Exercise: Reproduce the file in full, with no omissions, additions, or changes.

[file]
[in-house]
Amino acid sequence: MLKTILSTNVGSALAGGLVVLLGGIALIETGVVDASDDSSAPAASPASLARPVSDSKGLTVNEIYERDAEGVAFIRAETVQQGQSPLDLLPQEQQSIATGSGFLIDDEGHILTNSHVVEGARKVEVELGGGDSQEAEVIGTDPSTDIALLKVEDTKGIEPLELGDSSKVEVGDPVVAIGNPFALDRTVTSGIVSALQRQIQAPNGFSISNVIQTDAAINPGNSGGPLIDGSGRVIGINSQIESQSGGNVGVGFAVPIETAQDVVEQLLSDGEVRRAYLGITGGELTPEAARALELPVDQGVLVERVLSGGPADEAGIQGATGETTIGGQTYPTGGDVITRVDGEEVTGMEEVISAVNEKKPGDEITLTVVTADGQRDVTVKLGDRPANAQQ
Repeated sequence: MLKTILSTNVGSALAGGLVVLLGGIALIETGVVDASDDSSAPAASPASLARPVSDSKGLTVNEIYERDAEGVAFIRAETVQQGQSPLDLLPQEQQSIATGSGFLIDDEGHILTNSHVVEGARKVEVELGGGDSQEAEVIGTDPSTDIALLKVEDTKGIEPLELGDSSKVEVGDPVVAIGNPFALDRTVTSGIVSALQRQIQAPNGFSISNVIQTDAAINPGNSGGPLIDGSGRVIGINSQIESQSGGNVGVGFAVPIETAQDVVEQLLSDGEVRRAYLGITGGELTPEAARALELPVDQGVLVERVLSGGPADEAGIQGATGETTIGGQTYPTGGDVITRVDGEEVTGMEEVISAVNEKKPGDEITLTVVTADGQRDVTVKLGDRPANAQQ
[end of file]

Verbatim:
[in-house]
Amino acid sequence: MLKTILSTNVGSALAGGLVVLLGGIALIETGVVDASDDSSAPAASPASLARPVSDSKGLTVNEIYERDAEGVAFIRAETVQQGQSPLDLLPQEQQSIATGSGFLIDDEGHILTNSHVVEGARKVEVELGGGDSQEAEVIGTDPSTDIALLKVEDTKGIEPLELGDSSKVEVGDPVVAIGNPFALDRTVTSGIVSALQRQIQAPNGFSISNVIQTDAAINPGNSGGPLIDGSGRVIGINSQIESQSGGNVGVGFAVPIETAQDVVEQLLSDGEVRRAYLGITGGELTPEAARALELPVDQGVLVERVLSGGPADEAGIQGATGETTIGGQTYPTGGDVITRVDGEEVTGMEEVISAVNEKKPGDEITLTVVTADGQRDVTVKLGDRPANAQQ
Repeated sequence: MLKTILSTNVGSALAGGLVVLLGGIALIETGVVDASDDSSAPAASPASLARPVSDSKGLTVNEIYERDAEGVAFIRAETVQQGQSPLDLLPQEQQSIATGSGFLIDDEGHILTNSHVVEGARKVEVELGGGDSQEAEVIGTDPSTDIALLKVEDTKGIEPLELGDSSKVEVGDPVVAIGNPFALDRTVTSGIVSALQRQIQAPNGFSISNVIQTDAAINPGNSGGPLIDGSGRVIGINSQIESQSGGNVGVGFAVPIETAQDVVEQLLSDGEVRRAYLGITGGELTPEAARALELPVDQGVLVERVLSGGPADEAGIQGATGETTIGGQTYPTGGDVITRVDGEEVTGMEEVISAVNEKKPGDEITLTVVTADGQRDVTVKLGDRPANAQQ